Multivariate tests enable you to test combinations of changes simultaneously. You can change several elements on a page simultaneously and identify which of the possible combinations performs best.
Unlike an A/B test, which involves testing each hypothesis in a different test, a multivariate test allows you to run hypotheses at the same time and to find the best combination of all.
The purpose of multivariate tests is to measure the interactive effects between several supposedly independent elements (e.g. page title and visual illustration).
Creating a multivariate test involves configuring 5 steps (including 4 mandatory steps).
You can’t select any goals for an MVT, only the transaction goal is available and preselected. Also, you can’t select which transaction tag is to be considered. This means that if you have several transaction tags implemented on your account, all transaction data will be mixed up.
In the main information step, you need to enter a name, an optional description and as many subtests as you need in your MVT.
A subtest contains variations that will be independently tested across multiple combinations. For example, if your goal is to test a simple CTA, you might want to create three subtests: Color, Shape, Wording, with as many variations of colors, shapes and wordings as necessary.
For each subtest, you need to enter the URL and a name. A multivariate test generally concerns one page only, however, it can be applied to multiple pages.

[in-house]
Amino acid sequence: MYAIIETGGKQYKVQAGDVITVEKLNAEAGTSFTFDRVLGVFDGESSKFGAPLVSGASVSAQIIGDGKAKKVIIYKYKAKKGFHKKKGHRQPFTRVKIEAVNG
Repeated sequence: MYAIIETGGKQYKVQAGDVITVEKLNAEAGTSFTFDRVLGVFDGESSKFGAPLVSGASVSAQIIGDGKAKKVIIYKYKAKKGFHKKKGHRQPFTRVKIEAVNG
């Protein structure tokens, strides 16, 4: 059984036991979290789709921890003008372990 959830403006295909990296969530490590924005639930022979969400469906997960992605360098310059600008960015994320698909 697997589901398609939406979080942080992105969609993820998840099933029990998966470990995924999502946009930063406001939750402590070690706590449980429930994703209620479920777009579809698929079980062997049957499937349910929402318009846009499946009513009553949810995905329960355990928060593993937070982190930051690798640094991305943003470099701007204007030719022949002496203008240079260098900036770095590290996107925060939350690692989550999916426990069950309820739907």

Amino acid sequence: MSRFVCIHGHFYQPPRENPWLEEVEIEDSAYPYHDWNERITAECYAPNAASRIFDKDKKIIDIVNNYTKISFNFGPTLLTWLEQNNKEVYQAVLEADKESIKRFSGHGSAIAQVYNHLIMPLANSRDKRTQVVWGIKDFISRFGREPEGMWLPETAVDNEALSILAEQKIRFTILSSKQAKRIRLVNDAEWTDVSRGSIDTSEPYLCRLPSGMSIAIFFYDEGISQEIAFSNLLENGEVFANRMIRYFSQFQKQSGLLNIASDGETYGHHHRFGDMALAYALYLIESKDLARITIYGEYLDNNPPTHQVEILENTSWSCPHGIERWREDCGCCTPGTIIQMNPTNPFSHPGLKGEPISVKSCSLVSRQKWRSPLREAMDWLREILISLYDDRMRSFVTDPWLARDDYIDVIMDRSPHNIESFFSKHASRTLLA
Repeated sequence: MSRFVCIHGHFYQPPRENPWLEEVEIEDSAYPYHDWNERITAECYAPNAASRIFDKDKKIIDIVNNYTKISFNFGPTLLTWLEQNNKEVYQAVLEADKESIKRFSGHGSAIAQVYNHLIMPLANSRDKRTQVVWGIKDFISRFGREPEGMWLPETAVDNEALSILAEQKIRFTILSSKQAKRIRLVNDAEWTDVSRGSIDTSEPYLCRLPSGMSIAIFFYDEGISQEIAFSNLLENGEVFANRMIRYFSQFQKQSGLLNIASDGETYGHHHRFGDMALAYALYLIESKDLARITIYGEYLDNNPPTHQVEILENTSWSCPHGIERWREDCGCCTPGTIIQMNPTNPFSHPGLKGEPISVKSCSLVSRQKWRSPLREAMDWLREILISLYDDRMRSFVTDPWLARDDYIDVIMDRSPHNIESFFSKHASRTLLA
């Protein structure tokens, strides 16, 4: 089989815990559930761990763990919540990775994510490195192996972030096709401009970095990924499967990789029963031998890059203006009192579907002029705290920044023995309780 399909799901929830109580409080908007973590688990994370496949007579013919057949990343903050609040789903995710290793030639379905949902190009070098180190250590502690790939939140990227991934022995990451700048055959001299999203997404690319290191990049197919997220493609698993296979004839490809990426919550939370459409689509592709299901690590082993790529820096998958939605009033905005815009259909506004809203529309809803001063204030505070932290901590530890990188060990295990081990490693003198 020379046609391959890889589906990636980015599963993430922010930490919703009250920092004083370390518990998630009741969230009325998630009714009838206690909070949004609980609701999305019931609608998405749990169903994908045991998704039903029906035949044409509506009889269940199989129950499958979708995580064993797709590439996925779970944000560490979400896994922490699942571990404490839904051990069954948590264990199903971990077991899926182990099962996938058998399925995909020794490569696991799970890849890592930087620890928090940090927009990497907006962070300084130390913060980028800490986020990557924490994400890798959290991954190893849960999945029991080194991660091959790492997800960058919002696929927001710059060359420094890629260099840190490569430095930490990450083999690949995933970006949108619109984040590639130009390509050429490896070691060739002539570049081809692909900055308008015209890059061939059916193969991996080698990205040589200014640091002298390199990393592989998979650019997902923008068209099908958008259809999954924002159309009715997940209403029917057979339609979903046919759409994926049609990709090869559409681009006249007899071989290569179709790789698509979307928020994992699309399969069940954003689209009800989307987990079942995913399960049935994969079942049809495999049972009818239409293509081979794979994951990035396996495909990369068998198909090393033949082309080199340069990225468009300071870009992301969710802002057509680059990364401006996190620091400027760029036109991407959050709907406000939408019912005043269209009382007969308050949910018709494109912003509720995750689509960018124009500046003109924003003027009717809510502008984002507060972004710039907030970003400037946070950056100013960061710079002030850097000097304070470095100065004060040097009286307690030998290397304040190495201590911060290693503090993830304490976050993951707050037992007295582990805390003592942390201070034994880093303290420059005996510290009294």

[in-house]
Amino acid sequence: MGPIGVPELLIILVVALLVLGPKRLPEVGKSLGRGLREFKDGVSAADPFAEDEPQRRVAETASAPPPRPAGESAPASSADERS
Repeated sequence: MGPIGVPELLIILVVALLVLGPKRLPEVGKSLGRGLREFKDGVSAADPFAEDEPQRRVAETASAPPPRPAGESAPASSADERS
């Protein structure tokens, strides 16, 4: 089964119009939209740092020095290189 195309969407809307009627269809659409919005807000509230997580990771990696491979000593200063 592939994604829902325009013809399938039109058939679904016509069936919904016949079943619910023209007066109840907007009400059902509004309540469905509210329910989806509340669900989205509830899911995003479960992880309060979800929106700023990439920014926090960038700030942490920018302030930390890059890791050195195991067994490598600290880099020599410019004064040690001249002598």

By default, only one subtest is created but you can add as many subtests as necessary.
An MVT remains active for longer than a standard A/B test because a certain amount of traffic is required on the tested pages in order to guarantee reliable results.
In a multivariate test, all users are tracked. Each percentage of the targeted traffic is assigned to a subtest and tracked in the report. Some subtests may include 3 variations while others only include 2.
The report of an MVT includes a card at the top of the page that indicates the total number of combinations
As well as a tab displaying the results.
There is a row for each generated combination with the corresponding number of conversions and total visitors count along with the conversion rate.
The tab also displays a breakdown of the weight of each variation within the combination. The weight of a variation is the impact a particular variation has on the improvement identified in this combination. The weight is measured on a scale from 1 to 5.
💡 Use case
For example, you want to increase the number of conversions on the Order button of your product pages. To do so, you need to test several combinations of changes on this unique element. For example, you can test the label and the color of the button.
In the Main information step, enter the name of your test and create the following subtests:
- Subtest 1: button label test
- Subtest 2: button color test
Enter the same URL for both subtests.
In the Variation editor, select the button label subtest from the drop-down list. In variation 1, change “Order” to “Buy”. In variation 2, replace the text with “Purchase”.
Select the button color subtest from the drop-down list. In variation 1, change the button color from green to blue. In variation 2, change the button color from green to red.
Here, two variables have been changed (the label and the color) and each of these variables features three versions (the original and the two variations).
If you change 2 variables and each of these features three versions, there will be 9 combinations in the final ranking (number of variations of the first variable multiplied by the number of variations of the second variable).
In the Targeting step, include the URL you entered in the first step for subtests 1 and 2.
In the Traffic allocation step, leave the default traffic allocation as it is.
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